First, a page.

Hope this helps!

Fred

#4
05-28-02, 03:20 PM
solipsist9
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is this service for your garage only, or for your house also? if it's for your garage only, 3/0 is the smallest size cu you can use. 310.15(B)(6) table is for dwellings; a garage-only service is not a dwelling service. also, if the wire is going to be in pvc the whole length, it won't be in wet conditions, so thhn is fine. however, most (maybe all) thhn is also thwn. check the wire covering.

some inspectors also find some ambiguity in 310.15(b)(6) text. the table is for "dwelling units," which is not always the same as a dwelling. remember, the nec dictates "minimum" standards. you can always exceed them, so 3/0 is best in this case, especially when you factor in the possibility of voltage drop, given the length of these conductors.

#5
05-28-02, 06:25 PM
Wgoodrich
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There does seem to be a varying interpretation for use of table 310.15.B.6.

In my area it is accepted that if the property is for residential use by Planning and Zonning then it is illegal to use the residential garage for anything other than a dwelling unit on a residential estate.

Some hold that the definition of dwelling units are residential houses only.

My opinion is that if it is on a residential estate then it would be allowed to be sized by table 310.15.B.6 If it is an agricultural setting with a house on a farm then the outbuildings would be considered as a commercial setting requiring table 210.16 to be used. Then there is the argument that the detahced garage is for the house not the farm. And so on and so on.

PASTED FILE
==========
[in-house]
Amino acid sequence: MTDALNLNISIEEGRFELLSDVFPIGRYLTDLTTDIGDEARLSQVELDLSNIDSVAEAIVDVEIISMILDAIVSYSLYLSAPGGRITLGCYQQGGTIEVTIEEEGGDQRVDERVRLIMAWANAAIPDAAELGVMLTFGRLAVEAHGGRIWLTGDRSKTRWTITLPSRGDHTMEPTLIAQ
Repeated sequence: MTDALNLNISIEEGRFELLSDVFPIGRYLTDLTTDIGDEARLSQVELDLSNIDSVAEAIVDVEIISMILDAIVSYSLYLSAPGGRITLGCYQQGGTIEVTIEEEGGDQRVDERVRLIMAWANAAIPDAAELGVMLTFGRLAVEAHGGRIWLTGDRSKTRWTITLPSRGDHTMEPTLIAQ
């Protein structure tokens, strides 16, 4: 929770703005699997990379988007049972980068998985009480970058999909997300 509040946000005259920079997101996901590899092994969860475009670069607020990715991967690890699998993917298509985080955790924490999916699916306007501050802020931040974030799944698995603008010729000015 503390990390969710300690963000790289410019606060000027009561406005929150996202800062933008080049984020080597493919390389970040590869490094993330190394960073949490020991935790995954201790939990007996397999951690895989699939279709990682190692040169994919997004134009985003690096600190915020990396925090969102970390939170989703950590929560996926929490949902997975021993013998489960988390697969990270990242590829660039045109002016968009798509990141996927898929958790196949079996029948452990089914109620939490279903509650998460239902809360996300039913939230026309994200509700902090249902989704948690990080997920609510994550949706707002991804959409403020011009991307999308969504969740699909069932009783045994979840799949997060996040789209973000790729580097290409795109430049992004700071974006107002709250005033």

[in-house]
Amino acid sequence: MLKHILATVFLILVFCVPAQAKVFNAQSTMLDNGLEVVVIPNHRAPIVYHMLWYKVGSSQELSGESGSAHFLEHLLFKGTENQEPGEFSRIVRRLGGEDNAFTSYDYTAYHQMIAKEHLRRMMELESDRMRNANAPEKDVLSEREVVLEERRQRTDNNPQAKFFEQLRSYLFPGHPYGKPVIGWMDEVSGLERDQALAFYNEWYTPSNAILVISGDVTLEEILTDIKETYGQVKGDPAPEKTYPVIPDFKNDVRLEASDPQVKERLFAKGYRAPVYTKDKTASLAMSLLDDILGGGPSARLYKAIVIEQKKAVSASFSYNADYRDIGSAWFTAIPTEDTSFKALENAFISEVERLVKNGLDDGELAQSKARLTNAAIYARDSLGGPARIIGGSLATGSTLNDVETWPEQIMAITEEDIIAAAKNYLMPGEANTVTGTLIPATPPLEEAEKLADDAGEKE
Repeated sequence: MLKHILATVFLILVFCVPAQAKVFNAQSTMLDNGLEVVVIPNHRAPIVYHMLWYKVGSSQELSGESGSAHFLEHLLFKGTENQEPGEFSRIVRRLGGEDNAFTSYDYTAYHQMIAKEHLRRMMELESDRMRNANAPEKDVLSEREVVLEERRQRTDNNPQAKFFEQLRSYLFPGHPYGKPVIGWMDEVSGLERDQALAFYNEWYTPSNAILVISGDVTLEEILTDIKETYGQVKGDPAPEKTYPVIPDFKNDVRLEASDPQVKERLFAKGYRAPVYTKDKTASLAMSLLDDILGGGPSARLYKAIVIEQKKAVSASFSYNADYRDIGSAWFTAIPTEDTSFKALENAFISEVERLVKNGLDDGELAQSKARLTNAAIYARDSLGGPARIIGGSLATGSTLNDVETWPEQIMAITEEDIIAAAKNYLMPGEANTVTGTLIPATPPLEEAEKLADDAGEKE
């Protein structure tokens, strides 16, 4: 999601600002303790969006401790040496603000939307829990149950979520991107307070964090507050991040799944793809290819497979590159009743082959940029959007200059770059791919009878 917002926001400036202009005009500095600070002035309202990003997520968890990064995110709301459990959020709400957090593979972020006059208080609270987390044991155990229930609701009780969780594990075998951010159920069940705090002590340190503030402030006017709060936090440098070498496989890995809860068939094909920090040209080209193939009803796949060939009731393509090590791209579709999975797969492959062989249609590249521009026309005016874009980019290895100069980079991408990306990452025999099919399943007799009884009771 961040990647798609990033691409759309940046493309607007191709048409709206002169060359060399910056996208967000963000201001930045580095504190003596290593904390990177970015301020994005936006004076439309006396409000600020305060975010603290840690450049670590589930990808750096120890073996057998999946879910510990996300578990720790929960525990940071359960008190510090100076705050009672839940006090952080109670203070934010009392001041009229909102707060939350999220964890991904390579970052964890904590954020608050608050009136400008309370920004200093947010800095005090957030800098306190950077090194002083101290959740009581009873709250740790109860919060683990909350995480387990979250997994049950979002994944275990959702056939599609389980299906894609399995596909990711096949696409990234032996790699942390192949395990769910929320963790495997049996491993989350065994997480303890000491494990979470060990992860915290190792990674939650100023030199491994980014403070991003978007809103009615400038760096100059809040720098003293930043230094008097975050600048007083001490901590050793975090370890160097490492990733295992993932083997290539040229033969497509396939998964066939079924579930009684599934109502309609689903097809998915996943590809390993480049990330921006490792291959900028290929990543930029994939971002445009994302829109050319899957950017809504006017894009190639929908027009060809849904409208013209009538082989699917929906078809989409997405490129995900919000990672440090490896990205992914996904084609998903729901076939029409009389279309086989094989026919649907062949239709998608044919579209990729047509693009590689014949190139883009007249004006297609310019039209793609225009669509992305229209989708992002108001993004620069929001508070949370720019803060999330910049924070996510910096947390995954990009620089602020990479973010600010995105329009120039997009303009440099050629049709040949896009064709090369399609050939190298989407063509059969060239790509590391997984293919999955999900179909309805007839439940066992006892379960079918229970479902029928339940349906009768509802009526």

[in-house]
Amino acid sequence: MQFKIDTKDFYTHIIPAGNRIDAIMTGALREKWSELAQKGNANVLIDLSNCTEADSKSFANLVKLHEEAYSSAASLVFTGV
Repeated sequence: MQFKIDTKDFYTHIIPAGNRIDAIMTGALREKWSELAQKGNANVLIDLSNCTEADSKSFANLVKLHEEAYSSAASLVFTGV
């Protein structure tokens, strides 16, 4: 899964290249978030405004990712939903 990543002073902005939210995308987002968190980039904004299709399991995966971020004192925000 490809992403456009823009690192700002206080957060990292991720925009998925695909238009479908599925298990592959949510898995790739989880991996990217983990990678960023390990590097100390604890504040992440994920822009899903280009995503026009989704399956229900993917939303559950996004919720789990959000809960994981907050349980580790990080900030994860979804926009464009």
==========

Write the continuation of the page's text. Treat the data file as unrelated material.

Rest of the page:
Wg

#6
05-28-02, 06:48 PM
solipsist9
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my opinion is, given the various ways to interpret this table, to just stick to 310-16. i have seen feeders to a garage panel, for example, have to follow 310-16. the table says "dwelling," but the text says "dwelling unit," in several places. the definitions section is very specific about what constitutes each. a dwelling is a building that contains a (or many) dwelling units. If one stuck to a strict interpretation even a single family home, a dwelling, might have to follow 310-16, since the service is for the dwelling (the home space + the garage, shed, etc.) and not just the dwelling unit. my request for clarification in the 2005 has already been submitted. maybe this one won't be denied. we'll see. i'll keep using 310-16. this will keep any inspector from trying to hardball something so ambiguous.

#7
05-29-02, 08:26 PM
rhhjr
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solipsist9: can you explain what you mean by "most (maybe all) THHN is also THWN. check the wire covering" ? thanks.

PS: condensation will cause the underground PVC conduit to eventually completely fill with water. And, yes, I know most everyone ignores this and doesn't use wire specifically rated for wet locations.

#8